The order Lepidoptera is large, with around 150,000 species in the world and over
2,500 in Britain. The order is commonly (but artificially) divided into
butterflies, macro-moths and micro-moths, although many of the micro's are
actually larger than some of the smaller macro's.
have two pairs of wings clothed in scales, but the females of some moths have
only vestigial (reduced) wings and are therefore flightless. The majority of
Lepidopteran species feed on nectar and other fluids by sucking them up
through a tube known as the proboscis. The proboscis is coiled under the head
when not in use. In contrast to this, some of the more ancient (least evolved)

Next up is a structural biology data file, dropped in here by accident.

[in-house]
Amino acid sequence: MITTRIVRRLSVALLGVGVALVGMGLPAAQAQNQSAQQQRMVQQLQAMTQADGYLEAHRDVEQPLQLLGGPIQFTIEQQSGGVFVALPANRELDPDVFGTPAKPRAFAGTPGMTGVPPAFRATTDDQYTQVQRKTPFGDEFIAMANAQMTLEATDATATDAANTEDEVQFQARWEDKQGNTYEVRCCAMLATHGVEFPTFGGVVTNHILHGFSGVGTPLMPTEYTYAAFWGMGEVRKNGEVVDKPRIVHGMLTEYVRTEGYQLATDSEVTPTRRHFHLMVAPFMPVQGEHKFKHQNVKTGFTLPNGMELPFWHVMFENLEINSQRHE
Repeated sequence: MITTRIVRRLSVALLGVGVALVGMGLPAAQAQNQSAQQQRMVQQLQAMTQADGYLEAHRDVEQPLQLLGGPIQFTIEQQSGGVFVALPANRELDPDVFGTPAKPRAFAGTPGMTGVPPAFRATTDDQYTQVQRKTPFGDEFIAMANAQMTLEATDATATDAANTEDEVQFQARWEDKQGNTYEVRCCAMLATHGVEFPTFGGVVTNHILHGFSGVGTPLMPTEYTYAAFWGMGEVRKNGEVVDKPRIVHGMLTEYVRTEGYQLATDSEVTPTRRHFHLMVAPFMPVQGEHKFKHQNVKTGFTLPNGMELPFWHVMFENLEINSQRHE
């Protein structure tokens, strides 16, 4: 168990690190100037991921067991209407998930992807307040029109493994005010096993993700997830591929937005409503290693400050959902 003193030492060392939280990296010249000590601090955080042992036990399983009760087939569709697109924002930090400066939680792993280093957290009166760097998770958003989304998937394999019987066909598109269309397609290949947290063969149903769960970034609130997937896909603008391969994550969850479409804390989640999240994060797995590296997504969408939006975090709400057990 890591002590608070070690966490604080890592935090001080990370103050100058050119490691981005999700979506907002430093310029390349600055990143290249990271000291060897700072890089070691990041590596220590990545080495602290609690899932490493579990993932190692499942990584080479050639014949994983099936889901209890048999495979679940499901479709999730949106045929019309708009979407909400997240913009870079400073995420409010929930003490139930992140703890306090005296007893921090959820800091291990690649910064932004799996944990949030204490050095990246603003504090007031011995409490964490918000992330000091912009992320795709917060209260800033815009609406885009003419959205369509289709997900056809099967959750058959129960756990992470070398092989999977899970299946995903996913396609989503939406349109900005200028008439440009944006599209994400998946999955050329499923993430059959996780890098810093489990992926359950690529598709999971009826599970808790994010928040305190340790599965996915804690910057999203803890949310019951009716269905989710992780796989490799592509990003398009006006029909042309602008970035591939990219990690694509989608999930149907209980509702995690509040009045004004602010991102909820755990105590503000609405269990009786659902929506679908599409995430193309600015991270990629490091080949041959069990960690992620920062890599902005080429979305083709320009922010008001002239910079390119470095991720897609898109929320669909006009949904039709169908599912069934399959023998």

species such as the small moths in the genus Micropterix have jaws and
feed on pollen. Other species, including some of the hawk-moths and tiger moths
do not feed in the adult stage and have no functional mouthparts.
the British butterflies are day-flying and are often differentiated by their
clubbed antennae, the antennae of some moths, including the burnet moths, are
also clubbed. Although most moths are nocturnal, there are as many
British moths to be found flying during the day as there are butterflies.
of colour is certainly not a way to distinguish the moths as many are just as
colourful as the brightest of butterflies. The Orange Moth Angerona
prunaria is the colour of orange peel, the Large Emerald Geometra
papilionaria is brilliant green and many of the micro-moths are